The first book also provides examples of how Homer draws on the wider body of myths and legends that formed part of the oral traditions: Nestor refers to a battle between Greek heroes and centaurs; Achilleus reminds Thetis of how she helped save Zeus from the other gods; Hephaistos reminds the gods - more comically - of how he was hurled from Olympus the last time they ganged up on Zeus. And, there are times when we can only speculate about whether Homer is hinting at stories his audience likely knew. Does he, for example, expect their knowledge of the myths surrounding Thetis to explain her persuasive powers over Zeus? And, what do make of Agamemnon's nasty reference to his own wife, Klytaimestra, when he says (1.113) that he likes Chryseis “better than Klytaimestra, my own wife”. Is Homer counting on the audience thinking ahead to the story of his murder by Klytaimestra upon his return? These are just a few examples of how Homer relies on a vast body of myths and legends to deepen the impact of his story.
Most important, Homer works in a series of references to the larger story of the Trojan War: Odysseus ’ recollection of the prophecy at Aulis when the Greeks set out for Troy (2.299-329), the marshalling of the troops and the catalog of the ships (2.484-759) listing all of the contingents, the Trojans’ first sight of the advancing Greeks (2.786-806), Paris ’ proposal of a duel with Menelaos to settle their dispute (3.67-75), Helen ’s identification of the Greek warriors for Priam (3.161-242), the gods’ council and decision that the Trojan War should go on until the destruction of Troy (4.1-72), the introduction - yet again - of the individual Greek warriors in book four as Agamemnon rallies them to fight the Trojans - even the scene with Paris and Helen (3.437-448), almost a flashback to the original seduction scene. All of these scenes could fit just as well (or even better) in a poem about the beginning of the Trojan War. After all, it’s hard to believe that after nine years of war, Priam needs to ask Helen who the Greek leaders are, or that it would take nine years for the idea of a single combat between Paris and Menelaos to occur to someone! With these references, Homer draws upon the oral tradition of stories told in verse to enlarge his story of Achilleus’ anger, and set it against the backdrop of the whole story of the Trojan war.
THE CATALOG OF THE SHIPS
Perhaps the oddest part of that set of episodes drawn from the larger story of the Trojan War is the catalog of the ships, a particularly good illustration of the oral tradition at work. For historians, this has been a section of particular interest, because it shows how the oral tradition did preserve the memory of sites populated in the Bronze Age - many centuries before Homer’s time - but later abandoned. To us, it may seem like the most boring section of the poem, but Homer underscores its importance by calling upon the Muse at the beginning of it, and, in the middle of it, telling a story of how the Muses silenced a poet who challenged them. Isn’t this the poet’s way of calling attention to the tremendous feat he is achieving by remembering and passing on this long and complex list of all of the heroes on the Trojan expedition and the places they came from?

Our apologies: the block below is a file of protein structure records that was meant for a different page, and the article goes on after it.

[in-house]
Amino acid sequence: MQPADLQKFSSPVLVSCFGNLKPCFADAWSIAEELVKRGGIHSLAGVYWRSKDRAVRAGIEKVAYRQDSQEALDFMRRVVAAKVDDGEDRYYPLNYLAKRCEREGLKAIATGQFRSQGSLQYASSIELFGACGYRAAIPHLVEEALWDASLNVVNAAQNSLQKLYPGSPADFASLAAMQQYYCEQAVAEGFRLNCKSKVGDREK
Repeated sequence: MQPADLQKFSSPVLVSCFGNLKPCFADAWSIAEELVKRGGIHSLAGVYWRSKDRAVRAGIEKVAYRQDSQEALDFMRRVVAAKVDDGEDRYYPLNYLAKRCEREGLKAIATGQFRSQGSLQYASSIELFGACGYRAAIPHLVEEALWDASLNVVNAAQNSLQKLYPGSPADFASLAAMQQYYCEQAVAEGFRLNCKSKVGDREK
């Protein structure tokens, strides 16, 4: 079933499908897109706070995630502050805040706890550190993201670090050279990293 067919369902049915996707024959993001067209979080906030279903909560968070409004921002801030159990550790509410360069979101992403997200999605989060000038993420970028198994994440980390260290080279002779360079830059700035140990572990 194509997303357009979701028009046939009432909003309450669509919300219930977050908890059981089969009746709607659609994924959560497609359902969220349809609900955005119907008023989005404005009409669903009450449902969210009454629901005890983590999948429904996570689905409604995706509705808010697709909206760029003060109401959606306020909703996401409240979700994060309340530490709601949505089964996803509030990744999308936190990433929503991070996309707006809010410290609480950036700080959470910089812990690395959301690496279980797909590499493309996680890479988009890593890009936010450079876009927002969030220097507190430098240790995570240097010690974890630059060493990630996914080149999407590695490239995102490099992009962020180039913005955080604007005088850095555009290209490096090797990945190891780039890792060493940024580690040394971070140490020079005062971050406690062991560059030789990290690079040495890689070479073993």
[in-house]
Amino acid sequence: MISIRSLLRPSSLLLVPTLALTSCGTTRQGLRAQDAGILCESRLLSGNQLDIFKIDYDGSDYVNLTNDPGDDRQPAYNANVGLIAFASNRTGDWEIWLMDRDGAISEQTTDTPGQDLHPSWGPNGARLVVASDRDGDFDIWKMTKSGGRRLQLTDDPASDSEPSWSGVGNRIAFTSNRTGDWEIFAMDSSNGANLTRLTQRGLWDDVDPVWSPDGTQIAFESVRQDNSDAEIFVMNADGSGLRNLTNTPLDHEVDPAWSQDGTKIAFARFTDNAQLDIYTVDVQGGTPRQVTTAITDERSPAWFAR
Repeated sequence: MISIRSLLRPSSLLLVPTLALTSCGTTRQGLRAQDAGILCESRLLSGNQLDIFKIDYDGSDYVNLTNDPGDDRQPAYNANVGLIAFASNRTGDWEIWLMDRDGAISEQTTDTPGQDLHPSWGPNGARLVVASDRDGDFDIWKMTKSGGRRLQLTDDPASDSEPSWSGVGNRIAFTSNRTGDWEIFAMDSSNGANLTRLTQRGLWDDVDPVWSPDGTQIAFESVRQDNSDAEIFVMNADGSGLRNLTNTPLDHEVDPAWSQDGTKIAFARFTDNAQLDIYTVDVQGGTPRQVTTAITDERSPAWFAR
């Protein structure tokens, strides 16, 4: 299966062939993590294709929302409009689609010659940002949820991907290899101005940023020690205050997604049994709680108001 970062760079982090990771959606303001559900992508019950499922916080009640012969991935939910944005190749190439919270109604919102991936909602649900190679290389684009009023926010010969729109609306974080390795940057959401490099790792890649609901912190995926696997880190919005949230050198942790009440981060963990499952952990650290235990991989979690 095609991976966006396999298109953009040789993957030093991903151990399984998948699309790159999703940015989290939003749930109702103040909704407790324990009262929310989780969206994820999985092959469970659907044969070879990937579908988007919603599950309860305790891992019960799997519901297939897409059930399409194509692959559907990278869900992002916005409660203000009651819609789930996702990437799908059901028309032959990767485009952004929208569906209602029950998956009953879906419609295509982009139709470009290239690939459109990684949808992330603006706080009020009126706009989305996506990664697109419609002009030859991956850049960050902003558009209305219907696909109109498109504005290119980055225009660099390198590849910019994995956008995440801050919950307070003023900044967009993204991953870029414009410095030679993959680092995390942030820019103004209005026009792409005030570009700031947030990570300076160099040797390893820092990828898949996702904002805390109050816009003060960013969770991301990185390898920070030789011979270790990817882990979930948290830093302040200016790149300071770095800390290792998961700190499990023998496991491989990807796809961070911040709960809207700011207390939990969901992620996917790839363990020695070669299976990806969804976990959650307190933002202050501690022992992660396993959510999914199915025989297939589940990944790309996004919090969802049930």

SIMILES (There is a short
discussion of similes in the introduction to the Iliad, pp. 40-44.)
He calls attention to the importance of the catalog in another way as well: before invoking the Muses, he shows his own poetic originality with a long series of complex similes. These show another side of the poet’s art. Similes are explicit comparisons: one thing is explicitly compared with another: “his words were like arrows”. Metaphors are implicit comparisons; the comparison is not stated directly, but merely implied: “his words cut to the heart of the problem”. In this example, “cut” and “heart” are used metaphorically. Words do not actually “cut” anything; by using this word, the speaker is implicitly comparing words to sharp, cutting objects. Likewise, a problem does not have a “heart”; the speaker is implicitly comparing a problem to a living being.
Homer’s similes are typically long, and often introduce scenes from the natural world. The set of similes (2.455-483) before the Catalog of the Ships is particularly artful: Homer is comparing the massed and marching troops with a series of different scenes from nature, and he cleverly links the scenes together. He begins by comparing the shine of the bronze armor with the light of a distant forest fire, and he moves smoothly from the “gleam...dazzling all about through the upper air to the heaven” to a description of flocks of birds. The birds (compared with the masses of troops) are described as settling in the meadow, and Homer slips from this comparison to another involving the numberless leaves and flowers in the meadow. The simile of the flowers leads, in turn, to another, comparing the men with swarms of insects in the sheepfold, and this merges into another that describes the leaders of the men as goatherds separating their flock. Throughout the poem, the similes repay close reading: individually, they are more complex than they seem, for they often involve multiple points of comparison and contrast; together, the similes can be linked to create a parallel narrative that seems to comment more extensively on the main story.